The Los Angeles Clippers' 92-87 road win against the San Antonio Spurs on Monday night was the starkest proof yet that it no longer takes several years and a couple of lucky bounces in the NBA lottery to fashion a winning, sustainable basketball culture.
Today, in a climate in which one galvanizing star can become the magnet to attract more stars and a bevy of depth behind them, even the most hapless organizations can quickly turn themselves into a force capable of having its way with one of the most the league's most consistent winners.
All it takes is a guy like Chris Paul deciding that, sure, playing with Blake Griffin for a few years could be interesting. That he'd agree to do so even though it would mean playing for the Los Angeles Clippers speaks to a rewriting of the very DNA of the NBA.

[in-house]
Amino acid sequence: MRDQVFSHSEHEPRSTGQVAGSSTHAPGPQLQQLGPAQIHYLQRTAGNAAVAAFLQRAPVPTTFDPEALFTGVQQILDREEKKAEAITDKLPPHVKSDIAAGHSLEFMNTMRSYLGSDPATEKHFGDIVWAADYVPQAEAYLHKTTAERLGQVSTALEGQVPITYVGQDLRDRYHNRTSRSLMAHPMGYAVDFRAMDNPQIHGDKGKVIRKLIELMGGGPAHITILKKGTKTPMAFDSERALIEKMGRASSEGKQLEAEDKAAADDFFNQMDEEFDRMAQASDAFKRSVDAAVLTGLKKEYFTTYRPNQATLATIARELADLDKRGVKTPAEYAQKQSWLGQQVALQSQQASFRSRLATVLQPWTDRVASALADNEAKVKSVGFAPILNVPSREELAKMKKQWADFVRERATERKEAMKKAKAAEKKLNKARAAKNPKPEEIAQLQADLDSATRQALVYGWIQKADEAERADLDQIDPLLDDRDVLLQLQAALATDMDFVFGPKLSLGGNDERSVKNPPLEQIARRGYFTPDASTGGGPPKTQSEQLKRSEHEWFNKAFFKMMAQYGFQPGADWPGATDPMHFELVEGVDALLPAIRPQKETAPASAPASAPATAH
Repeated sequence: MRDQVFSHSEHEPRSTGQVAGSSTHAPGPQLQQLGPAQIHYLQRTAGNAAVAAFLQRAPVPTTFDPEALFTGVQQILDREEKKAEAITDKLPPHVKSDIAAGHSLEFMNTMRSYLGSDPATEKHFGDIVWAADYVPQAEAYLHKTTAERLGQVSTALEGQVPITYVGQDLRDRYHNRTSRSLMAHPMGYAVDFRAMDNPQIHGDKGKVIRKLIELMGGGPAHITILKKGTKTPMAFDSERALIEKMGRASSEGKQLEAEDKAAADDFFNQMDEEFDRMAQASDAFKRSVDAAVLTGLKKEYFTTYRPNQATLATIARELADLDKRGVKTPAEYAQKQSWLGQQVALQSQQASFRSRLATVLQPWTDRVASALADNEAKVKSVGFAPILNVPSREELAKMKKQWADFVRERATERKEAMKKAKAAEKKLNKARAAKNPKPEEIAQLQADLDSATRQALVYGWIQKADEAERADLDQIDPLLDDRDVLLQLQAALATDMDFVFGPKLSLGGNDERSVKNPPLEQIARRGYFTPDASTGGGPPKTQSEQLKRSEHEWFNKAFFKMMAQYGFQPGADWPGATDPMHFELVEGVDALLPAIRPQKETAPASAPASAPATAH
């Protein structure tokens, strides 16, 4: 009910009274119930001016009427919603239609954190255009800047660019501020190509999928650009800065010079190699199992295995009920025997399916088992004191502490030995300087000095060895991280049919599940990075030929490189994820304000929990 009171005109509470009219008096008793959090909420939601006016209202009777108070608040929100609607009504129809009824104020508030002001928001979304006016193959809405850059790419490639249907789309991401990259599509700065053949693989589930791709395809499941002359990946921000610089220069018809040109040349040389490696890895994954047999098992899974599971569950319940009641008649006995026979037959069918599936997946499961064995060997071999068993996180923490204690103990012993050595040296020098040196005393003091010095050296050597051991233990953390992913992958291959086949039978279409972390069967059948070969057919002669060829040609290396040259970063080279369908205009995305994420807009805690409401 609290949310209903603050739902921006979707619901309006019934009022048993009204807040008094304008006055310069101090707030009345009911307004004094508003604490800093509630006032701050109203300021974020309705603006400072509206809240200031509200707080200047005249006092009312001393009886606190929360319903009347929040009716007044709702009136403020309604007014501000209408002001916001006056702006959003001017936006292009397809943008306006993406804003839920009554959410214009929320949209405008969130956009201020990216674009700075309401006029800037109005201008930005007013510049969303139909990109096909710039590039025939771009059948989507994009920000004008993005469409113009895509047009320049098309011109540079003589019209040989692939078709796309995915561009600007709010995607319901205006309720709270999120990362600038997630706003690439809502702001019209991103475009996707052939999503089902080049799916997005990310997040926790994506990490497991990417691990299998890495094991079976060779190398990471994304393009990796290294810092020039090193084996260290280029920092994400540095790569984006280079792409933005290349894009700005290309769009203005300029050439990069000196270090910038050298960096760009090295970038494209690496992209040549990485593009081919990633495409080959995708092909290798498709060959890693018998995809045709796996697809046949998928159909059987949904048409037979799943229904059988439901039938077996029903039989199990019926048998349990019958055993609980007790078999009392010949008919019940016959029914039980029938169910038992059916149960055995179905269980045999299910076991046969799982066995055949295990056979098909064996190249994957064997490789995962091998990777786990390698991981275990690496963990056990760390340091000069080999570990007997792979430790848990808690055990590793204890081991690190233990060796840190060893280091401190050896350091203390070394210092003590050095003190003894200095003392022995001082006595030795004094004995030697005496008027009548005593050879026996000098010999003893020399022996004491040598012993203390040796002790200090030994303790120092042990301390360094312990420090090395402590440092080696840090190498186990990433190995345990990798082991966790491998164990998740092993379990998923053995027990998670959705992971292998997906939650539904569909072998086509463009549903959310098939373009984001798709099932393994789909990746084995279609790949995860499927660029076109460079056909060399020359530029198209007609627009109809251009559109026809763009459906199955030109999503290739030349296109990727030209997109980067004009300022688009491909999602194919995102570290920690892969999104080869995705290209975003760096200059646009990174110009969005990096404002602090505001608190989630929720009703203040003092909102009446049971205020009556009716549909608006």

The Clippers entered last season as one of the most solid bets in sports: A team with an owner who radiated dysfunction and players who inevitably found themselves hampered by a vortex of ...